NATO Secretary-General Jens Stoltenberg on Tuesday played down concerns that the United States will rush to pull thousands of its troops out of Germany, saying that Washington has made no final decision on when such a withdrawal might take place or even how it would happen.
President Donald Trump has said that he is ordering a major reduction in U.S. troop strength in Germany, from around 34,500 personnel down to 25,000. Members of his own party have criticized the move as a gift to Russia and a threat to U.S. national security.
Stoltenberg said he had spoken to Trump, as well as other U.S. officials, and was also consulting with German Defense Minister Annegret Kramp-Karrenbauer, who said last week she had not been informed of the decision.
"It's a bilateral arrangement between the U.S. and Germany but of course it matters for the whole alliance," Stoltenberg said. He said he told Trump that U.S. troops in Europe were not only protecting territory but allowing the United States to project power beyond the continent.
"The U.S. has made it clear that no final decision has been made on how and when,” Stoltenberg told reporters on the eve of a video meeting between NATO defense ministers, where the issue is to be discussed.
"What matters for me is that we maintain credible deterrence and defense and that we maintain the strong link between North America and Europe,” he said. He underlined that Washington has increased its military presence in Europe in recent years and that European allies are spending more on defense.
German Foreign Minister Heiko Maas said Tuesday that the presence of U.S. troops in Germany is important for European and American security.
"We think that the US presence in Germany is important for the security not just of Germany but also for the security of the United States and especially for the security of Europe," Maas said during a visit to Poland a day after Trump's announcement.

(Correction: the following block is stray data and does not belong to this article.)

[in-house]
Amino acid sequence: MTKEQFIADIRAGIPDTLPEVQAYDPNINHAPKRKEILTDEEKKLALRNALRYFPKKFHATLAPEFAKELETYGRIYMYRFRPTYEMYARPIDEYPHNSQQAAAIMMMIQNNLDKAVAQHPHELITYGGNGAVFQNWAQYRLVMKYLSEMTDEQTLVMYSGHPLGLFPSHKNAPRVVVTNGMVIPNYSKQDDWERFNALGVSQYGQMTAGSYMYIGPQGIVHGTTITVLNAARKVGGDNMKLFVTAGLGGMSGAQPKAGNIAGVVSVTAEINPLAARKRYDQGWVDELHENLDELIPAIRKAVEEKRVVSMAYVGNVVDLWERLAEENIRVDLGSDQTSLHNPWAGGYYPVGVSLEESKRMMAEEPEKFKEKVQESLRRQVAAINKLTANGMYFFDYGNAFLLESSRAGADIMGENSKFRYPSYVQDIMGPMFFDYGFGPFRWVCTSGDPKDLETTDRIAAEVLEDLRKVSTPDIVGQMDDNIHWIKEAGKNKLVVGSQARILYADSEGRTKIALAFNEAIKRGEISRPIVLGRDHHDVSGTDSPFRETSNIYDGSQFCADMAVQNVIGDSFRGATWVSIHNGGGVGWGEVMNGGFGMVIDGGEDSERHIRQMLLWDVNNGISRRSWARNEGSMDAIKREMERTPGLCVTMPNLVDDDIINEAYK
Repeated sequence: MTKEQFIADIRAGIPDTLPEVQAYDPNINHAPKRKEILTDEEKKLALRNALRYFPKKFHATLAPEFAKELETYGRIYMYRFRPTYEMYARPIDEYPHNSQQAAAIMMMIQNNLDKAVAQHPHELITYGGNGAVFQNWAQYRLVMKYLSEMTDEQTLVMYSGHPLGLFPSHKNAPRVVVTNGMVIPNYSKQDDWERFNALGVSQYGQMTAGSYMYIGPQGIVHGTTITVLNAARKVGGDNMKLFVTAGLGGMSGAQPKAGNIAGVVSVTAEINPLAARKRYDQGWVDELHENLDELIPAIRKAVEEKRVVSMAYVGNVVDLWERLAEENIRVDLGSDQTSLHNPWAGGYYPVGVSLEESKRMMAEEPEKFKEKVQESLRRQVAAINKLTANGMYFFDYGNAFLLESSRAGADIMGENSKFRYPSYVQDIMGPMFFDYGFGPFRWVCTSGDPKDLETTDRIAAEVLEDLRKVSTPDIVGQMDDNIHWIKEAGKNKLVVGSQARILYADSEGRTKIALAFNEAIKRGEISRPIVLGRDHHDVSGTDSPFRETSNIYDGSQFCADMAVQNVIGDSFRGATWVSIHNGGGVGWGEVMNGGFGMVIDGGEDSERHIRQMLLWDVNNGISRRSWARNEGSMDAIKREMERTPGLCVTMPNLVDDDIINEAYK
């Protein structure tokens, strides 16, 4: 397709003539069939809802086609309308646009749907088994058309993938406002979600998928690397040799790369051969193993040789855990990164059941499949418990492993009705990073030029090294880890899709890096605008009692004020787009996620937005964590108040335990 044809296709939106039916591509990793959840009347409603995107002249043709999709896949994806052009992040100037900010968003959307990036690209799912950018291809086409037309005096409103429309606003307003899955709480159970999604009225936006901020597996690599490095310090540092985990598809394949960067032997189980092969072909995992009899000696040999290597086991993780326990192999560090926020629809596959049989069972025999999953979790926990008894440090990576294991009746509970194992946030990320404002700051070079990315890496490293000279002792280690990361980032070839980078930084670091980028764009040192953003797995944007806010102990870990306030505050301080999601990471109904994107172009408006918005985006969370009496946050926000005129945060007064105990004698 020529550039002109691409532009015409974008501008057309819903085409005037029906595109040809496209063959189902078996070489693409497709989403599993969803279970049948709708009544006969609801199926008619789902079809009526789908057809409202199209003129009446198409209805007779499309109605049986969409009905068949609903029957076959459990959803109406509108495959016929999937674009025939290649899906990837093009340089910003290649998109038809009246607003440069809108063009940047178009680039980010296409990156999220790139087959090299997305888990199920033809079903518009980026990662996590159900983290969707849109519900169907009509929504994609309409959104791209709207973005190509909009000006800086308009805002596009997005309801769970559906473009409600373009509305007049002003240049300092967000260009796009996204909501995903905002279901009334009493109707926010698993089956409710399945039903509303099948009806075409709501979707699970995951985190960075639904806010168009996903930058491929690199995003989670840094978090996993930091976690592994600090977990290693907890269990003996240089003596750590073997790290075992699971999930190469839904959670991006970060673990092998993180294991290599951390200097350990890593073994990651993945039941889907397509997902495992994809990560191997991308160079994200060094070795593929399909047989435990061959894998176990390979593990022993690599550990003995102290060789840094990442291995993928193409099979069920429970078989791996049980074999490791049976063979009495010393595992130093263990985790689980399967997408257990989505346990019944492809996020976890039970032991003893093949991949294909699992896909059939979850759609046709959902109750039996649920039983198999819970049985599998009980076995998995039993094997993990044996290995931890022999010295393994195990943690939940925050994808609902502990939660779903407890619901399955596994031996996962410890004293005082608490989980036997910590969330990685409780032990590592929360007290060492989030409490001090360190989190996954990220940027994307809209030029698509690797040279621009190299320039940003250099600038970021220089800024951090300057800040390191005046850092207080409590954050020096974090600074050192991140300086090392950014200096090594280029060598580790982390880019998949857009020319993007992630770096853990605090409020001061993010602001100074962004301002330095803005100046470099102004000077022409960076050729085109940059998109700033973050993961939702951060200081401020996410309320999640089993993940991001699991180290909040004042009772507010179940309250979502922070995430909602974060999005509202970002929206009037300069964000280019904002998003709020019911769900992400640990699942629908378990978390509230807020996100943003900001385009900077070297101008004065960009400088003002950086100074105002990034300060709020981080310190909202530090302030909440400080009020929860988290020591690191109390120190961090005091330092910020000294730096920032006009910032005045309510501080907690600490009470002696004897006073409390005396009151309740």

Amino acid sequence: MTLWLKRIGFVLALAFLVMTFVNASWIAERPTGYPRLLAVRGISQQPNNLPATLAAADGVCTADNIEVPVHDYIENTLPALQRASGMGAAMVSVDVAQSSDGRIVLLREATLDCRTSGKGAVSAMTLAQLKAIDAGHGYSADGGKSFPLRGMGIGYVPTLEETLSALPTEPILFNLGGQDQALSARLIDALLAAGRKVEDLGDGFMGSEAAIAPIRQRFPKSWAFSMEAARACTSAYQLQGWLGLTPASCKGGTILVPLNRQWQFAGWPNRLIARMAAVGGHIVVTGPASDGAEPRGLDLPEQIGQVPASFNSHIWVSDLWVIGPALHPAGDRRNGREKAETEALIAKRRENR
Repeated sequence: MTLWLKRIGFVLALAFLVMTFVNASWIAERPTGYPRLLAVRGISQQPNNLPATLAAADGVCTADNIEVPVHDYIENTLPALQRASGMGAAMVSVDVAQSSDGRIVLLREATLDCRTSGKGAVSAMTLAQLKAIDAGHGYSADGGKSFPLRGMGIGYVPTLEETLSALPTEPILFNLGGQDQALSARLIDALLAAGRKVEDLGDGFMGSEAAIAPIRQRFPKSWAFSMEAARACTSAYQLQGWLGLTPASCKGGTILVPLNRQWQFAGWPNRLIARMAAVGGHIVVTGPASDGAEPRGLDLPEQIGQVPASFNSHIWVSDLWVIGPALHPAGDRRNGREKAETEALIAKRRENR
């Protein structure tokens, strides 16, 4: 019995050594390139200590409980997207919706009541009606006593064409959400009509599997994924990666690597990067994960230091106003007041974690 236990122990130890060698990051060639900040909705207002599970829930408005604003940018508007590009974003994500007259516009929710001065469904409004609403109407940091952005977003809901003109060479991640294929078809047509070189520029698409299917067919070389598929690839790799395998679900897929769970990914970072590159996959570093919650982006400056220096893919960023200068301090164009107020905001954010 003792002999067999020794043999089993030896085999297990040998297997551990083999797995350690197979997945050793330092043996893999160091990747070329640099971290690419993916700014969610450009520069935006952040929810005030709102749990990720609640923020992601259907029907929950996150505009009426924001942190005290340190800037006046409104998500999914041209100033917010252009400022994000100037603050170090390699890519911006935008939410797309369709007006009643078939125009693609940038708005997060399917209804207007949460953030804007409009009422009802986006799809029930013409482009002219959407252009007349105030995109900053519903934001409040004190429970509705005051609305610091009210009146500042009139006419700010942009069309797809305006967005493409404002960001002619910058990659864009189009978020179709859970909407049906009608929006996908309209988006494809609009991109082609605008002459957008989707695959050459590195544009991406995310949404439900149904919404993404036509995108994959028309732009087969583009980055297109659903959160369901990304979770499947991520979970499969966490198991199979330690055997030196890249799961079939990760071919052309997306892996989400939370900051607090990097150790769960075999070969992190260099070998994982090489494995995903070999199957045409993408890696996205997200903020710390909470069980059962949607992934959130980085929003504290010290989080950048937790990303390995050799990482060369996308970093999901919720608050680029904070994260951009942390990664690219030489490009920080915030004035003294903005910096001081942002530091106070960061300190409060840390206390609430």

Maas said Germany had not been given any details on when and how the redeployment might take place.
"Neither the State Department nor the Pentagon has been able to provide any information about this," he said, adding that any changes to Europe's security architecture "definitely need to be talked about".
Speaking at a joint press conference with Maas, Polish Foreign Minister Jacek Czaputowicz said his government had been in discussions about boosting the number of U.S. troops in Poland, but the two issues were separate.
"I want to underline that these talks (with the US) have no connection with the recent US declarations and US-German relations concerning the presence of, or reduction of, US forces in Germany," he said.
"From our standpoint, US forces in Germany also serve our security. We would want that presence in Germany to be continued."
Trump on Monday lashed out at Germany for failing to pay enough for its own defense, branding the NATO ally "delinquent” for not meeting a goal set in 2014 for members to halt budget cuts and move toward spending at least 2% of the gross national product on defense by 2024.
Stoltenberg declined to speculate on whether the timing of Trump’s announcement has anything to do with the approach of the U.S. elections in November.
Last week, a U.S. official said the decision had stemmed from months of work and had nothing to do with tensions between Trump and German Chancellor Angela Merkel, who thwarted his plan to host an in-person Group of Seven summit.
The U.S. has yet to brief its NATO allies on the decision but may use a NATO defense ministers' meeting on Wednesday and Thursday, via video link, two NATO diplomats said.
While the U.S. will retain some 50,000 military personnel in Europe, retired U.S. general Ben Hodges, who commanded American army forces in Europe, described it as a "colossal mistake."
"If they go through with it, the damage to the relationship between Germany and the United States would be significant," he told Reuters.